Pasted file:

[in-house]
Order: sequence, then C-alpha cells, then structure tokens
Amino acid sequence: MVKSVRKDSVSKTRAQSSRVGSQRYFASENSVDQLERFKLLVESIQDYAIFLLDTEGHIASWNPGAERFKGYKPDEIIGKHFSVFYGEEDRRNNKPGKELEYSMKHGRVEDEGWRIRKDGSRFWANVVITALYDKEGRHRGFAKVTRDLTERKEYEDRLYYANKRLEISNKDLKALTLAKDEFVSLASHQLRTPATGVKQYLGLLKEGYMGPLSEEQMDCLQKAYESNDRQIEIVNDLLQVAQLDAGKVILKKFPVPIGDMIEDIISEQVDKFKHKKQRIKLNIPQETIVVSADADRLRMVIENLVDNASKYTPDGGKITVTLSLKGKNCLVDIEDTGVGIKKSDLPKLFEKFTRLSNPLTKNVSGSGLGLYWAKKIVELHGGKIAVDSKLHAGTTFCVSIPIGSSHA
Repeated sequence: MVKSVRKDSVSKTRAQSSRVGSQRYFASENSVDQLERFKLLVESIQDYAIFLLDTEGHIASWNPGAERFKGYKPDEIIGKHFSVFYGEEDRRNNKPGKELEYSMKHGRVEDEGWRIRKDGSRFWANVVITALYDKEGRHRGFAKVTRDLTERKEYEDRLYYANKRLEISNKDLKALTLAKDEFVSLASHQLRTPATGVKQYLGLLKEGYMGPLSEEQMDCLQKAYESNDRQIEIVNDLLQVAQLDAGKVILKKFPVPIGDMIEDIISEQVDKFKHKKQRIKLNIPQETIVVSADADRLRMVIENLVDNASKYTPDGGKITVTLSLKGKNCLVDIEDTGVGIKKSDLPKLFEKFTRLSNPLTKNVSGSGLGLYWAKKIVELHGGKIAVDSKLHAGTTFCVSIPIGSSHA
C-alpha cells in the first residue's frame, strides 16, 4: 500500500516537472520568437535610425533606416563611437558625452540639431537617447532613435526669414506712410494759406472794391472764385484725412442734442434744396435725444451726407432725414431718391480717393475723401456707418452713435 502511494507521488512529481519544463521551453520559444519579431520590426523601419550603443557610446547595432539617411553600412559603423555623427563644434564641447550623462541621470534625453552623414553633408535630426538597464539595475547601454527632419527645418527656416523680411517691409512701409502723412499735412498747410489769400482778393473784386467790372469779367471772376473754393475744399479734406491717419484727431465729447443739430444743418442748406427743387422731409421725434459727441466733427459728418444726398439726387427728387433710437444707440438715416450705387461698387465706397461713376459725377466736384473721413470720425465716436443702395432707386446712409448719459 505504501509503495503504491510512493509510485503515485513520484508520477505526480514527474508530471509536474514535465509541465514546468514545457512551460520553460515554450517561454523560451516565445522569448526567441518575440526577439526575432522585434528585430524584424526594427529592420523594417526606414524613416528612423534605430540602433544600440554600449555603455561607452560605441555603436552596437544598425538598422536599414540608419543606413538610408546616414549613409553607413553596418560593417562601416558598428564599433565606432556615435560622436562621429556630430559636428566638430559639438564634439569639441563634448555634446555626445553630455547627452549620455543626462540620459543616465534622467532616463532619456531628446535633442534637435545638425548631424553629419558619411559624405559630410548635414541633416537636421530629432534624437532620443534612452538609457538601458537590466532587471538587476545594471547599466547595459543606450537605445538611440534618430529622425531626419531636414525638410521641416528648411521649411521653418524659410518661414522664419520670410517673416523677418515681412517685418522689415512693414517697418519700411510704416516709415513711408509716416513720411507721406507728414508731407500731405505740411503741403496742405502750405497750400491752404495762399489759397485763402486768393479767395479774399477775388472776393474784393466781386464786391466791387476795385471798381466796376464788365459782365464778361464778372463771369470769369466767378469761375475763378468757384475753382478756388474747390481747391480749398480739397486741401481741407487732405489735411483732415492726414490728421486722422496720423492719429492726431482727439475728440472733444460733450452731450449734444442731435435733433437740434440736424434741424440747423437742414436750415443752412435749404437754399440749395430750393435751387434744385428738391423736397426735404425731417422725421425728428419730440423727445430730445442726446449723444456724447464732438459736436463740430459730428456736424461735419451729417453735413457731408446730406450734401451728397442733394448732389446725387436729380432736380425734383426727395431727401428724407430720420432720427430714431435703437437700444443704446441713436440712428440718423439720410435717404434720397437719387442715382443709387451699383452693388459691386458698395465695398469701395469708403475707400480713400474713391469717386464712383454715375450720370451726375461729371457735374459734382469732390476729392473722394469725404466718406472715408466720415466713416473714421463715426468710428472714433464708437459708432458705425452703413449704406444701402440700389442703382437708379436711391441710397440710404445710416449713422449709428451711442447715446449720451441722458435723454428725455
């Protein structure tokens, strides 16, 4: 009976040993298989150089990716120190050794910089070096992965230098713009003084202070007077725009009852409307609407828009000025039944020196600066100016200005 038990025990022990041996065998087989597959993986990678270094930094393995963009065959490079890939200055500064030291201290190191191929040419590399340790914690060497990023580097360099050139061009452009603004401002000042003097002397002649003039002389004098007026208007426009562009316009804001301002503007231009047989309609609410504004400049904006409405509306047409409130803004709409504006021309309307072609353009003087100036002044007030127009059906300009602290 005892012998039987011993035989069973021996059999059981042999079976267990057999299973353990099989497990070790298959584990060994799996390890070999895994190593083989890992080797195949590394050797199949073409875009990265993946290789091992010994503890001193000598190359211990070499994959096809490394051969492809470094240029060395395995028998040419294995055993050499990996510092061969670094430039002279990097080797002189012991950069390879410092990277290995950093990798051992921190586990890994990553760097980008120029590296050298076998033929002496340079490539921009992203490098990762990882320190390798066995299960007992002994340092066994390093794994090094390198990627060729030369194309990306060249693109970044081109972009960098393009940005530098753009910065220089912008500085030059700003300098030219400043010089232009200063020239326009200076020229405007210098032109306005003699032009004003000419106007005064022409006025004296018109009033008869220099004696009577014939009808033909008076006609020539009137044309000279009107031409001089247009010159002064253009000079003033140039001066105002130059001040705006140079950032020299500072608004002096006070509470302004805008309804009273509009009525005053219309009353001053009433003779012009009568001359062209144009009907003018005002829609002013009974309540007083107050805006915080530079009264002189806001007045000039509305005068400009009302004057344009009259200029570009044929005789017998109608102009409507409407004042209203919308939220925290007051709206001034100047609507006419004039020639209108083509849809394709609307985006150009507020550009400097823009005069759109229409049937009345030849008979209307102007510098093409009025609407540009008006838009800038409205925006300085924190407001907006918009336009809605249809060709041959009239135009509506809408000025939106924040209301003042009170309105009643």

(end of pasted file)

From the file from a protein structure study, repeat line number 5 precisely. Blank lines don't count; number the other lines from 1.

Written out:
C-alpha cells in the first residue's frame, strides 16, 4: 500500500516537472520568437535610425533606416563611437558625452540639431537617447532613435526669414506712410494759406472794391472764385484725412442734442434744396435725444451726407432725414431718391480717393475723401456707418452713435 502511494507521488512529481519544463521551453520559444519579431520590426523601419550603443557610446547595432539617411553600412559603423555623427563644434564641447550623462541621470534625453552623414553633408535630426538597464539595475547601454527632419527645418527656416523680411517691409512701409502723412499735412498747410489769400482778393473784386467790372469779367471772376473754393475744399479734406491717419484727431465729447443739430444743418442748406427743387422731409421725434459727441466733427459728418444726398439726387427728387433710437444707440438715416450705387461698387465706397461713376459725377466736384473721413470720425465716436443702395432707386446712409448719459 505504501509503495503504491510512493509510485503515485513520484508520477505526480514527474508530471509536474514535465509541465514546468514545457512551460520553460515554450517561454523560451516565445522569448526567441518575440526577439526575432522585434528585430524584424526594427529592420523594417526606414524613416528612423534605430540602433544600440554600449555603455561607452560605441555603436552596437544598425538598422536599414540608419543606413538610408546616414549613409553607413553596418560593417562601416558598428564599433565606432556615435560622436562621429556630430559636428566638430559639438564634439569639441563634448555634446555626445553630455547627452549620455543626462540620459543616465534622467532616463532619456531628446535633442534637435545638425548631424553629419558619411559624405559630410548635414541633416537636421530629432534624437532620443534612452538609457538601458537590466532587471538587476545594471547599466547595459543606450537605445538611440534618430529622425531626419531636414525638410521641416528648411521649411521653418524659410518661414522664419520670410517673416523677418515681412517685418522689415512693414517697418519700411510704416516709415513711408509716416513720411507721406507728414508731407500731405505740411503741403496742405502750405497750400491752404495762399489759397485763402486768393479767395479774399477775388472776393474784393466781386464786391466791387476795385471798381466796376464788365459782365464778361464778372463771369470769369466767378469761375475763378468757384475753382478756388474747390481747391480749398480739397486741401481741407487732405489735411483732415492726414490728421486722422496720423492719429492726431482727439475728440472733444460733450452731450449734444442731435435733433437740434440736424434741424440747423437742414436750415443752412435749404437754399440749395430750393435751387434744385428738391423736397426735404425731417422725421425728428419730440423727445430730445442726446449723444456724447464732438459736436463740430459730428456736424461735419451729417453735413457731408446730406450734401451728397442733394448732389446725387436729380432736380425734383426727395431727401428724407430720420432720427430714431435703437437700444443704446441713436440712428440718423439720410435717404434720397437719387442715382443709387451699383452693388459691386458698395465695398469701395469708403475707400480713400474713391469717386464712383454715375450720370451726375461729371457735374459734382469732390476729392473722394469725404466718406472715408466720415466713416473714421463715426468710428472714433464708437459708432458705425452703413449704406444701402440700389442703382437708379436711391441710397440710404445710416449713422449709428451711442447715446449720451441722458435723454428725455